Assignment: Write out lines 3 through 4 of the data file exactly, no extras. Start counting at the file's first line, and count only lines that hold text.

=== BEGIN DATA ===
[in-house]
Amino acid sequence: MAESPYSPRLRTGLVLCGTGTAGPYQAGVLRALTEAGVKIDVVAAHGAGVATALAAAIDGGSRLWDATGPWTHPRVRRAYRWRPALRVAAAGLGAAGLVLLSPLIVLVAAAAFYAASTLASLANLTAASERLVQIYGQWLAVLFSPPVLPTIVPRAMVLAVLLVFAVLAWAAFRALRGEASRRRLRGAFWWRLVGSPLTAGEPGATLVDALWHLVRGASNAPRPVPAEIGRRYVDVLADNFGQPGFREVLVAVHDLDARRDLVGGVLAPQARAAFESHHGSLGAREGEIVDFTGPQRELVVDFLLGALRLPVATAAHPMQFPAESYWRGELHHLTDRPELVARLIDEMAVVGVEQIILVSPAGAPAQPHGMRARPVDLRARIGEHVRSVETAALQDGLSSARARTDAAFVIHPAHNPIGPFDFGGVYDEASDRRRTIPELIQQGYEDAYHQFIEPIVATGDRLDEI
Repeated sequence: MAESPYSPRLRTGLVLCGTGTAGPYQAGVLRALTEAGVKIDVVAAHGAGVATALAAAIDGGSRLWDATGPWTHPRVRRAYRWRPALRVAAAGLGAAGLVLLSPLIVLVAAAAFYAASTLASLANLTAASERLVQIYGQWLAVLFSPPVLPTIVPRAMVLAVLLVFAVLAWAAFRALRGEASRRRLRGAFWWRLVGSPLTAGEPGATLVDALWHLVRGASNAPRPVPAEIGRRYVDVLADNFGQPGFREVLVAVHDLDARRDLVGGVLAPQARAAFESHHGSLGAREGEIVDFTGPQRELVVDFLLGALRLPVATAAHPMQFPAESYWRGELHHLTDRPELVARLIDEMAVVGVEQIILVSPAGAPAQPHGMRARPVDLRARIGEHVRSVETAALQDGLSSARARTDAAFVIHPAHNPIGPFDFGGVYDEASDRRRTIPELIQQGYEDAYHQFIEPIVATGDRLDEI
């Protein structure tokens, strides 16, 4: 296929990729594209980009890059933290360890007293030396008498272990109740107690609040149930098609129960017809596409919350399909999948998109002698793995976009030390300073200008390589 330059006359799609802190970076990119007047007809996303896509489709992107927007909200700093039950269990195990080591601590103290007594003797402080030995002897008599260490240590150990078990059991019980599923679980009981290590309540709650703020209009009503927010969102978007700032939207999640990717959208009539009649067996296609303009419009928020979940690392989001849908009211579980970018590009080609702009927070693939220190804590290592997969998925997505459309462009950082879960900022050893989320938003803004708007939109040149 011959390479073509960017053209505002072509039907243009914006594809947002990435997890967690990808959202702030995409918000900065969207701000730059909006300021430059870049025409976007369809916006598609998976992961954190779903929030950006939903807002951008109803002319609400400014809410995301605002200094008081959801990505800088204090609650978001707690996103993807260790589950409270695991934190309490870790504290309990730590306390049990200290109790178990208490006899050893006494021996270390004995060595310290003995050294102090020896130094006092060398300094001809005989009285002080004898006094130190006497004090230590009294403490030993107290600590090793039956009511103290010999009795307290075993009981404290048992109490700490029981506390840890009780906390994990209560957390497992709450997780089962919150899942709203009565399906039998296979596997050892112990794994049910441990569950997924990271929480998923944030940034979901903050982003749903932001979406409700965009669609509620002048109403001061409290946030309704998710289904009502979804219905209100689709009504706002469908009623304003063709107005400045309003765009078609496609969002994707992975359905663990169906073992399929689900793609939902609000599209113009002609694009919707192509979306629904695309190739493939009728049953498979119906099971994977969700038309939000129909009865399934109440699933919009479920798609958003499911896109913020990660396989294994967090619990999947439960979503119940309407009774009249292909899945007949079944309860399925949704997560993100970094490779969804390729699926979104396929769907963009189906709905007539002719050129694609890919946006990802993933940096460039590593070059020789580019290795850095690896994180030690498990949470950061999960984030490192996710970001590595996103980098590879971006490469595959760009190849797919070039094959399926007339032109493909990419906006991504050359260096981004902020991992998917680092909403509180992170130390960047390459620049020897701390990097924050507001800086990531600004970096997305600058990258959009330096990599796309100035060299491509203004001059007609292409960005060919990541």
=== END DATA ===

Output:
Repeated sequence: MAESPYSPRLRTGLVLCGTGTAGPYQAGVLRALTEAGVKIDVVAAHGAGVATALAAAIDGGSRLWDATGPWTHPRVRRAYRWRPALRVAAAGLGAAGLVLLSPLIVLVAAAAFYAASTLASLANLTAASERLVQIYGQWLAVLFSPPVLPTIVPRAMVLAVLLVFAVLAWAAFRALRGEASRRRLRGAFWWRLVGSPLTAGEPGATLVDALWHLVRGASNAPRPVPAEIGRRYVDVLADNFGQPGFREVLVAVHDLDARRDLVGGVLAPQARAAFESHHGSLGAREGEIVDFTGPQRELVVDFLLGALRLPVATAAHPMQFPAESYWRGELHHLTDRPELVARLIDEMAVVGVEQIILVSPAGAPAQPHGMRARPVDLRARIGEHVRSVETAALQDGLSSARARTDAAFVIHPAHNPIGPFDFGGVYDEASDRRRTIPELIQQGYEDAYHQFIEPIVATGDRLDEI
């Protein structure tokens, strides 16, 4: 296929990729594209980009890059933290360890007293030396008498272990109740107690609040149930098609129960017809596409919350399909999948998109002698793995976009030390300073200008390589 330059006359799609802190970076990119007047007809996303896509489709992107927007909200700093039950269990195990080591601590103290007594003797402080030995002897008599260490240590150990078990059991019980599923679980009981290590309540709650703020209009009503927010969102978007700032939207999640990717959208009539009649067996296609303009419009928020979940690392989001849908009211579980970018590009080609702009927070693939220190804590290592997969998925997505459309462009950082879960900022050893989320938003803004708007939109040149 011959390479073509960017053209505002072509039907243009914006594809947002990435997890967690990808959202702030995409918000900065969207701000730059909006300021430059870049025409976007369809916006598609998976992961954190779903929030950006939903807002951008109803002319609400400014809410995301605002200094008081959801990505800088204090609650978001707690996103993807260790589950409270695991934190309490870790504290309990730590306390049990200290109790178990208490006899050893006494021996270390004995060595310290003995050294102090020896130094006092060398300094001809005989009285002080004898006094130190006497004090230590009294403490030993107290600590090793039956009511103290010999009795307290075993009981404290048992109490700490029981506390840890009780906390994990209560957390497992709450997780089962919150899942709203009565399906039998296979596997050892112990794994049910441990569950997924990271929480998923944030940034979901903050982003749903932001979406409700965009669609509620002048109403001061409290946030309704998710289904009502979804219905209100689709009504706002469908009623304003063709107005400045309003765009078609496609969002994707992975359905663990169906073992399929689900793609939902609000599209113009002609694009919707192509979306629904695309190739493939009728049953498979119906099971994977969700038309939000129909009865399934109440699933919009479920798609958003499911896109913020990660396989294994967090619990999947439960979503119940309407009774009249292909899945007949079944309860399925949704997560993100970094490779969804390729699926979104396929769907963009189906709905007539002719050129694609890919946006990802993933940096460039590593070059020789580019290795850095690896994180030690498990949470950061999960984030490192996710970001590595996103980098590879971006490469595959760009190849797919070039094959399926007339032109493909990419906006991504050359260096981004902020991992998917680092909403509180992170130390960047390459620049020897701390990097924050507001800086990531600004970096997305600058990258959009330096990599796309100035060299491509203004001059007609292409960005060919990541």